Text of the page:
Review: Fandango for Butterflies (and Coyotes). Immigrants celebrate…and remember.

The audience is invited to sing and dance along with the performers in an actual fandango, which is a lively, spontaneous, communal musical celebration. But that’s only after the 100 minutes of “Fandango for Butterflies (and Coyotes),” a play that depicts a fandango as practiced by immigrants from Latin America who have brought the tradition to New York.
Commissioned by En Garde Arts, Andrea Thome’s script is based on interviews she conducted with actual immigrants – some with “papers,” most without. The characters talk of their hardships, and express their fears. But what’s freshest about “Fandango” is their joy. Under the direction of José Zayas, with a superb cast of performers and musicians, the show is only really thrilling when the seven characters recreate the tradition of son jarocho — when they strum jaranas (Mexican stringed instruments that resemble a ukulele) dance two by two on the tarima (a small wooden that turns the foot tapping into rich percussion), and sing the beautiful original songs by Sinuhé Padilla Isunza in Spanish (while two monitors present English translations, not really necessary since the emotions come through clearly in the music.)

Click on any photo by Maria Baranova to see it enlarged

As the characters gather in a church in the neighborhood, bringing food they’ve prepared, calling friends or family, we glimpse some of their stories.
Mariposa (Jen Anaya), who is organizing the gathering, takes time out to talk on the phone with her mother back home. Her mother is sick but Mariposa cannot visit because of her immigration status. In the 18 years since she has lived in the U.S, she has sent her mother enough money to buy a house, a phone and a TV – things Mariposa herself never had growing up.
Rogelio (Carlo Albán) was a teacher back home in Honduras. He works now as a horse groomer on a ranch in New York. He hasn’t seen his wife or children for ten years. With his cousin Elvin (Andrés Quintero) he awaits the arrival of their cousin Johan (Roberto Tolentino.) The cousins worry because they’ve heard that ICE raids are under way. A banging on the church door at one point causes panic.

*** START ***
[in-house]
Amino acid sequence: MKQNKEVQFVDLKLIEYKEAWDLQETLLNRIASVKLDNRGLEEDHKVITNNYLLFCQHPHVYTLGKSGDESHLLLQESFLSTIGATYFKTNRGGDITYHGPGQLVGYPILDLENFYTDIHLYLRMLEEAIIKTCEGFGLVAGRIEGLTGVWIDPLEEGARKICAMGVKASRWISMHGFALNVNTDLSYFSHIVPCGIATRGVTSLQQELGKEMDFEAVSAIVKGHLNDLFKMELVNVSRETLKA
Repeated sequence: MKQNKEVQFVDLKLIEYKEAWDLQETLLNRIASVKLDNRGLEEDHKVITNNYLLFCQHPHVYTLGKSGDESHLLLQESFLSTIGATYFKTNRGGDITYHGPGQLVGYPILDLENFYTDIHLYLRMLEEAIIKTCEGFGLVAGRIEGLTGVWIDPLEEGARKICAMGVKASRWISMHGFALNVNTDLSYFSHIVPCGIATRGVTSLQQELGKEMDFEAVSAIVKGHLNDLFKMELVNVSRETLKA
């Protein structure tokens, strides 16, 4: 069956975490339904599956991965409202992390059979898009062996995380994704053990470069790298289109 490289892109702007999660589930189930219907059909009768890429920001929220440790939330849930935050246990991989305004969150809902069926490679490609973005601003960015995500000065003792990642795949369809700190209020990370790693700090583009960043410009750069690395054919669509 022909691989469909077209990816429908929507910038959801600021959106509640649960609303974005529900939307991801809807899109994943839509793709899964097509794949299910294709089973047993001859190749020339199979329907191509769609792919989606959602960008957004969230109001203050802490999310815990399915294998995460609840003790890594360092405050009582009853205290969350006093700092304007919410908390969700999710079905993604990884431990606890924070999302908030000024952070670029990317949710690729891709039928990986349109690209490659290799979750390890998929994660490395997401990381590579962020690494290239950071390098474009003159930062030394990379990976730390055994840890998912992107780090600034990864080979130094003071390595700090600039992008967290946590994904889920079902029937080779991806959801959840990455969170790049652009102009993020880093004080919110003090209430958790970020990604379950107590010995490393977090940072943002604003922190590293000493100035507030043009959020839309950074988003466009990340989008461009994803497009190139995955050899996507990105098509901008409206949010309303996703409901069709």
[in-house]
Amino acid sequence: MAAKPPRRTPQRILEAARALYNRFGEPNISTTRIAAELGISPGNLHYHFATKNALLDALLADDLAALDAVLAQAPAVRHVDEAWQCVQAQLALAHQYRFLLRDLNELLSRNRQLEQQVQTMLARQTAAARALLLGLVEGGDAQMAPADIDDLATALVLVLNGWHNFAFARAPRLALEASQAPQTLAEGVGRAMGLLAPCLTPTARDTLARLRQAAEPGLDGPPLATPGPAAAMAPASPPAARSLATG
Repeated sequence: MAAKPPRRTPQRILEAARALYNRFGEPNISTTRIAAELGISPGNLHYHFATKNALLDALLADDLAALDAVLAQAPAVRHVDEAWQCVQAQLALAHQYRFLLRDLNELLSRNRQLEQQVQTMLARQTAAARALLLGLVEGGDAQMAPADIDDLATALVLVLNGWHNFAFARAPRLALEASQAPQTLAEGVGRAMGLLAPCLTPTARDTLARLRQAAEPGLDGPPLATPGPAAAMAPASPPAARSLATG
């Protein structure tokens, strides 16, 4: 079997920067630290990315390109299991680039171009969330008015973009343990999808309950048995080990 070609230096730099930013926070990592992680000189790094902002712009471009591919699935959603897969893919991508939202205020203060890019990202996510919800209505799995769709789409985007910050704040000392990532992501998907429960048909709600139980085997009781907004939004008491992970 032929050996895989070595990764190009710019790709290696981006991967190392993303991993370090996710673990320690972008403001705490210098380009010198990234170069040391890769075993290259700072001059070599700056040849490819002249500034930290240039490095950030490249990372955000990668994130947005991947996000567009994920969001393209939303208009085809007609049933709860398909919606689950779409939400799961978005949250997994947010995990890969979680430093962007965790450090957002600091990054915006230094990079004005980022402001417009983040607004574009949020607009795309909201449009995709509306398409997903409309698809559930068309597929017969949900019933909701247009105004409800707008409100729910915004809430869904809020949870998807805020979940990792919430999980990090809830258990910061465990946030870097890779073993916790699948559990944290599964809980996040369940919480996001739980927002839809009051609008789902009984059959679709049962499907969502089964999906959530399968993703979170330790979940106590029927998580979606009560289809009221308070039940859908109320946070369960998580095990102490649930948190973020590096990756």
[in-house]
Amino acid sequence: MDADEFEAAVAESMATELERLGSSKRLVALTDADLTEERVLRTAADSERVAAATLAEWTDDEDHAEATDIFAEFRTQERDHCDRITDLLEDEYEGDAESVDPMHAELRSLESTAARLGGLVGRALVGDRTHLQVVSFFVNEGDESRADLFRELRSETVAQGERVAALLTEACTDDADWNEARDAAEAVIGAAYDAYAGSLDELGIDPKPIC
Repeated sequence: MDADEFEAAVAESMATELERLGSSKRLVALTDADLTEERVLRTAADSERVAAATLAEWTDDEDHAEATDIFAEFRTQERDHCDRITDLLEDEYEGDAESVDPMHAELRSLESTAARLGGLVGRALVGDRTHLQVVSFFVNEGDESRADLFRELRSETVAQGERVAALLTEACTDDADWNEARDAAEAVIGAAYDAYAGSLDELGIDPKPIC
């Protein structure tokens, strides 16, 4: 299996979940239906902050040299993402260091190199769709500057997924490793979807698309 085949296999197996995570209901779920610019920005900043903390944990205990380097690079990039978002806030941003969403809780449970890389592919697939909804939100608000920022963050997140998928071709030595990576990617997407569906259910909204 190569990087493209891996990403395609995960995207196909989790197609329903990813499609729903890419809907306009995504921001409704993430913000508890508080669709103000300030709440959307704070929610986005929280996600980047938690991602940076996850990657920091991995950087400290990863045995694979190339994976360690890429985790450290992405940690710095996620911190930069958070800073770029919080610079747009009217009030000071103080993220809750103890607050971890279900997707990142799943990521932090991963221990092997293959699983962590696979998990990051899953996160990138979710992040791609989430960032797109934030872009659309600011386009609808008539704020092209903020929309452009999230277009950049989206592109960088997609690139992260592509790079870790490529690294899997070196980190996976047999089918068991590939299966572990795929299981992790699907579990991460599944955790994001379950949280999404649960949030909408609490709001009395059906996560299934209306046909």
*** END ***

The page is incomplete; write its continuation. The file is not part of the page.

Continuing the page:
Eventually we learn that Rogelio and Mariposa had a fling. This leads to the two of them, separately but simultaneously, singing a sad and gorgeous song of their loneliness and the impossibility of their love.
To these immigrants, life in New York is…complicated.
Pili (Frances Ines Rodriguez, making an assured performance debut after 15 years as a stage manager) repeats in song what her grandmother back in Puebla told her when she wanted to go on to seventh grade in Puebla: “No money” and “Remember you’re a girl.”
So she moved to New York with her Dad, who let her finish junior high school. But he didn’t want her to go any further in her education. So she left at age 14, and moved in with her dad’s boss to further her education – and now fixes air conditioners and cars.
Newcomer Rafaela (Silvia Dionicio) said her art teacher told her to come to this fandango. “it’s like another kind of protest.”
“I’m not protesting nothing, ok?” Elvin replies. “I got enough to worry about without causing trouble.”
While the songs are all in Spanish with English subtitles, all of their conversations are in English with Spanish subtitles. Since all the performers are evidently Spanish speakers, this could easily have been in reverse – spoken Spanish, English subtitles – and probably should have been. This is not least because the show will travel to venues in all five boroughs, with the obvious hope of attracting immigrant audiences: En Garde arts has partnered with the NYC Mayor’s Office of Immigrant Affairs “who will have a booth at select performances.”

Fandango for Butterflies (and Coyotes).
Written by Andrea Thome
Johnny Moreno Scenic and Projection Design, Lucrecia Briceno Lighting Design, Marcelo Añez Sound Design, Fabian Fidel Aguilar Costume Design, Alexandra Beller Choreography
Cast; Carlo Albán as Rogelio, Jen Anaya as Mariposa, Silvia Dionicio as Rafaela, Sinuhé Padilla as Sinuhé lead musician, Andrés Quintero as Elvin, Frances Ines Rodriguez as Pili, Roberto Tolentino as Johan
Tickets: $10 to $25 – or free if you bring along a jarana
Running time: 100 minutes with no intermission (plus the real fandango afterwards)

now through February 15
Presented by La MaMa
La MaMa (66 East 4th Street, btw Bowery & 2nd Ave, Manhattan)

February 19 – 20
In Association with LaGuardia Performing Arts Center
LaGuardia Performing Arts Center (31-10 Thomson Ave, Long Island City, Queens)

February 28
Snug Harbor Cultural Center and Botanic Garden (1000 Richmond Terrace, Staten Island)

March 12
In Partnership with Lehman Stages
Lehman Stages (250 Bedford Blvd. W. Bronx

March 20 – 21
In Association with Open Hydrant at The Point
The Point (940 Garrison Ave, Bronx)

March 26 – March 28
In Association with Irondale Ensemble Project
Irondale Center (85 S Oxford St, Brooklyn)

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Author: New York Theater

Jonathan Mandell is a 3rd generation NYC journalist, who sees shows, reads plays, writes reviews and sometimes talks with people.

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